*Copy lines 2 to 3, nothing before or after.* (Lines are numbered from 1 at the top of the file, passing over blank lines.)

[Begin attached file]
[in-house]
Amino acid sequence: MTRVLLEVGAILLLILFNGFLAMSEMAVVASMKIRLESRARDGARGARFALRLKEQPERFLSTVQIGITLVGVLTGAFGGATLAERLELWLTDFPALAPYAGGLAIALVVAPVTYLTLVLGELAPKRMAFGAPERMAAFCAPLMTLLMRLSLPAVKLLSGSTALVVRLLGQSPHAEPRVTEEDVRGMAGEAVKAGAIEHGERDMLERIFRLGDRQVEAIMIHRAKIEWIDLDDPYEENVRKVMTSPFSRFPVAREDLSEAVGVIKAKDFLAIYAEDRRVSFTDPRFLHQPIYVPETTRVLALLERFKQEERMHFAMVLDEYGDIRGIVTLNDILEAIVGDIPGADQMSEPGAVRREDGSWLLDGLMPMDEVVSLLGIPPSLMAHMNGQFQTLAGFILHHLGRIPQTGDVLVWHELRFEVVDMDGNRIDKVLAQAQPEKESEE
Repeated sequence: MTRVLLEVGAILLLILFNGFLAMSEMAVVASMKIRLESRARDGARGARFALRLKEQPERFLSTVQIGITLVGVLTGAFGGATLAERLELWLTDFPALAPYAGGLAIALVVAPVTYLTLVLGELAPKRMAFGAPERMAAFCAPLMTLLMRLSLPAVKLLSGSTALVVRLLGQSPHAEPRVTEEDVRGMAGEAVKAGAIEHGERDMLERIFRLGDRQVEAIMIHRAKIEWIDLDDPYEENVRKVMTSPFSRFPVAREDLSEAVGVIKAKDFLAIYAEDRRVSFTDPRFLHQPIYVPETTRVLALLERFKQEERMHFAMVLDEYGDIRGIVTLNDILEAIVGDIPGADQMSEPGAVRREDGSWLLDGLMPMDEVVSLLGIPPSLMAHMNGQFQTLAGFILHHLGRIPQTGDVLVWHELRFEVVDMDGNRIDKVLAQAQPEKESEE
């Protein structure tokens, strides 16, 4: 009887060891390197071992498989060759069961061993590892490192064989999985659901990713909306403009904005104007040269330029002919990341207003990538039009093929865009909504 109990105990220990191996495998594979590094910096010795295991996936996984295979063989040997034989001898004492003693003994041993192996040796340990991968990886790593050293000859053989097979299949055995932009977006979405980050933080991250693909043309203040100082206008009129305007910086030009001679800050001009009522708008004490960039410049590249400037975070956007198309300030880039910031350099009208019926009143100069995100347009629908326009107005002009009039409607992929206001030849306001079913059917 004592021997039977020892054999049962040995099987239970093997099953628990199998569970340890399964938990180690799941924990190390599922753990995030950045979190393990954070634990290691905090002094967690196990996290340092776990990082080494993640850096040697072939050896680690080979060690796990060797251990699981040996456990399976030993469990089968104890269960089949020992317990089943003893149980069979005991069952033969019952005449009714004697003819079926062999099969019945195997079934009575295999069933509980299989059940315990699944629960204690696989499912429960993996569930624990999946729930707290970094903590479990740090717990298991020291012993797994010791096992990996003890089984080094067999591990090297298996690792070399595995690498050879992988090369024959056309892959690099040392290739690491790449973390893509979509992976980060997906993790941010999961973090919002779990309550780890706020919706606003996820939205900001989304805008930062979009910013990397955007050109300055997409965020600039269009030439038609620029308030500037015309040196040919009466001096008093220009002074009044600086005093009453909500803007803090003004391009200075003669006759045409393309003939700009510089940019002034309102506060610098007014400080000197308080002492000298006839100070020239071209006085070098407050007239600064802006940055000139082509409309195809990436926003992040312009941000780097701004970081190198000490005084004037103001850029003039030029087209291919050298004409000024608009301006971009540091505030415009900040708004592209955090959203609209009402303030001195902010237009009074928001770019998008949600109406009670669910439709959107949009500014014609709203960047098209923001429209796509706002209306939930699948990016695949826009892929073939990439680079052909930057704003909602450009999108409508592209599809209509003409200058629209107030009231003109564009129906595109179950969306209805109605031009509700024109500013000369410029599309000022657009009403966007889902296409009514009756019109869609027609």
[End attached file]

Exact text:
Amino acid sequence: MTRVLLEVGAILLLILFNGFLAMSEMAVVASMKIRLESRARDGARGARFALRLKEQPERFLSTVQIGITLVGVLTGAFGGATLAERLELWLTDFPALAPYAGGLAIALVVAPVTYLTLVLGELAPKRMAFGAPERMAAFCAPLMTLLMRLSLPAVKLLSGSTALVVRLLGQSPHAEPRVTEEDVRGMAGEAVKAGAIEHGERDMLERIFRLGDRQVEAIMIHRAKIEWIDLDDPYEENVRKVMTSPFSRFPVAREDLSEAVGVIKAKDFLAIYAEDRRVSFTDPRFLHQPIYVPETTRVLALLERFKQEERMHFAMVLDEYGDIRGIVTLNDILEAIVGDIPGADQMSEPGAVRREDGSWLLDGLMPMDEVVSLLGIPPSLMAHMNGQFQTLAGFILHHLGRIPQTGDVLVWHELRFEVVDMDGNRIDKVLAQAQPEKESEE
Repeated sequence: MTRVLLEVGAILLLILFNGFLAMSEMAVVASMKIRLESRARDGARGARFALRLKEQPERFLSTVQIGITLVGVLTGAFGGATLAERLELWLTDFPALAPYAGGLAIALVVAPVTYLTLVLGELAPKRMAFGAPERMAAFCAPLMTLLMRLSLPAVKLLSGSTALVVRLLGQSPHAEPRVTEEDVRGMAGEAVKAGAIEHGERDMLERIFRLGDRQVEAIMIHRAKIEWIDLDDPYEENVRKVMTSPFSRFPVAREDLSEAVGVIKAKDFLAIYAEDRRVSFTDPRFLHQPIYVPETTRVLALLERFKQEERMHFAMVLDEYGDIRGIVTLNDILEAIVGDIPGADQMSEPGAVRREDGSWLLDGLMPMDEVVSLLGIPPSLMAHMNGQFQTLAGFILHHLGRIPQTGDVLVWHELRFEVVDMDGNRIDKVLAQAQPEKESEE